- Express your doubts. When John began to question, he took his questions right to the source: Jesus. Sometimes when we doubt, we are tempted to bottle them up inside. That doesn’t help. We should go to God in prayer and find others whom we trust to talk with.
- Circumstances of life cause us to doubt. John’s doubt likely came from his difficult imprisonment. Our struggles often come in challenging seasons—sicknesses, loss, etc.
There are four other helpful things to remember from this lesson, however. Let’s dive into them.
Number four: Jesus is Understanding When We Doubt
This is comforting. Jesus didn’t say, “What in the world is wrong with John? He saw the Spirit and heard the voice of God!”
We feel that way when we doubt, right? Surely God is disappointed in me. He must be thinking, “What in the world is wrong with them? They go to church! They’ve read the Bible! They’ve prayed and taught others about Me!” But, how did Jesus respond? Jesus turns to the crowd and lifts him up. Jesus understood the stresses John was in and sought to reassure him. And, if anyone was prone to judge John for this “momentary” lapse in faith, He defends John (Mt. 11:7-10).
Isn’t that wonderful? I need to hear that! Doubts from the circumstances of life don’t undo a life of faith expressed in service. And though faith may be suppressed because of circumstances, that suppression doesn’t mean it is dead. God sees it still!
Number Five: Jesus Doesn’t Want Us to Remain in Doubt
As understanding as He was, though, He did not want John to continue to question. He wanted to assure him to hold on to what he knew, not let go because of what he felt.
Jesus wants the same from us. While understanding of our doubts, He wants us to move past those and regain confidence in Him.
Number Six: Listen to Witnesses
There’s great power in a personal testimony; when a person says, “I saw this. It happened to me.” Jesus didn’t just tell John to trust Him. He performed miracles in front of John’s disciples and said, “Go tell him what you have seen Me do.”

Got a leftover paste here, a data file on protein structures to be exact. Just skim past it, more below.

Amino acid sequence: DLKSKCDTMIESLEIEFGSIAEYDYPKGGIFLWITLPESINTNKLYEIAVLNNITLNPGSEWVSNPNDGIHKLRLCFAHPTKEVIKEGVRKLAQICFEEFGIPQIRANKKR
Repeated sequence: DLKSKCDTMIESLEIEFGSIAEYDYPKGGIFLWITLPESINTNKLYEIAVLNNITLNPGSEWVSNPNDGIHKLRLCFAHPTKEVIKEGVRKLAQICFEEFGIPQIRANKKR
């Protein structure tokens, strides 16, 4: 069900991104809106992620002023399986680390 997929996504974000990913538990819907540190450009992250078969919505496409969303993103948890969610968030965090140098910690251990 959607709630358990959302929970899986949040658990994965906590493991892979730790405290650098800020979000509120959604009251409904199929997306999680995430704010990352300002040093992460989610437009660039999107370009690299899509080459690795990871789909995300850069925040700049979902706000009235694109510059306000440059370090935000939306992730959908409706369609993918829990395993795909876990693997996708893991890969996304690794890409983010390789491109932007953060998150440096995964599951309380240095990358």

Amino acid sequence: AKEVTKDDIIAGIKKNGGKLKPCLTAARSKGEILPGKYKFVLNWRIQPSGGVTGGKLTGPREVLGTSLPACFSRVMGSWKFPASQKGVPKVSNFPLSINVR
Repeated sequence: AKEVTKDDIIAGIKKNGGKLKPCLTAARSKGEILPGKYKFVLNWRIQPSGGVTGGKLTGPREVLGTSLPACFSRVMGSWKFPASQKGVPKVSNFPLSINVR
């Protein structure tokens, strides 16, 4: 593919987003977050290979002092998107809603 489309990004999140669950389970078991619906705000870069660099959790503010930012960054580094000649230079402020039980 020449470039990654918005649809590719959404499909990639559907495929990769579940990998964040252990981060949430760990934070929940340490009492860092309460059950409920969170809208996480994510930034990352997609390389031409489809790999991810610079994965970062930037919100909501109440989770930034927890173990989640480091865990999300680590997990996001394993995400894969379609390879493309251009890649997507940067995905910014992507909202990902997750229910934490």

Who are our witnesses? Who tells us when we doubt of what they have seen and experienced personally? Certainly, the apostles would be the first we should turn to. They witnessed the teachings, the death and resurrection of Jesus (1 Cor. 15:1-11; 1 Jn. 1:1-4). History tells us that except for John, all died for their faith. None renounced Jesus or claimed what they taught was a clever lie designed to bring them power and fame. No, they all died confessing Jesus is indeed Lord—even in the face of death. Listen to those witnesses!
But perhaps there are other witnesses we can turn to. People whom we know whose faith remained even through challenges in life. Brothers and sisters who persevered through cancers, pain, disappointments, and even death. Though they may not be witnesses exactly the way the apostles were, they are still witnesses to us that faith can be held on to even when difficult.
This brings us to our last lesson…
Number Seven: Hold on to What You Know
The message to John from the witnesses was enough to strengthen him. John could know these things. They were to be certain to him. Jesus’ message: imprisonment isn’t going to end for John well. Jesus knew he felt uncertain. But he could face what lay before him with confidence that Jesus was indeed the promised One—Jesus was doing what Isaiah said the Messiah would do. He would indeed accomplish the work of God’s Messiah and usher in God’s eternal kingdom. John, hold on to what you know—not what you feel.”
That is our call today. When you begin to feel doubt, go back to what you know. What are the proofs of God, His word, and His Son that are undeniable for you?
Here is an example to contemplate: The tomb of Jesus was empty, and none have been able to give a credible explanation other than the Bible. If the leaders took the body to keep it from the disciples, they could have produced it easily when the church started in the book of Acts and ended Christianity very quickly. They could not. If the disciples took the body to begin a movement intended to bring them fame and wealth, they would have admitted so when faced with certain death. They did not. The apostles knew whether they were telling the truth or lying, yet to a man they gave their lives as a testimony to what they saw and knew to be truth.
Whether it is the above or some other truth you cannot shake, hold on to it. Don’t define your faith by your doubts, but your doubts by your faith. That’s what Jesus was calling John to do. That’s what He is calling us to do as well.
Doubts sometimes occupy the minds of those who are not omniscient, thus are a part of our human journey. Don’t feel ashamed of those moments. Let’s learn from this story of our Savior and a faithful servant and press on.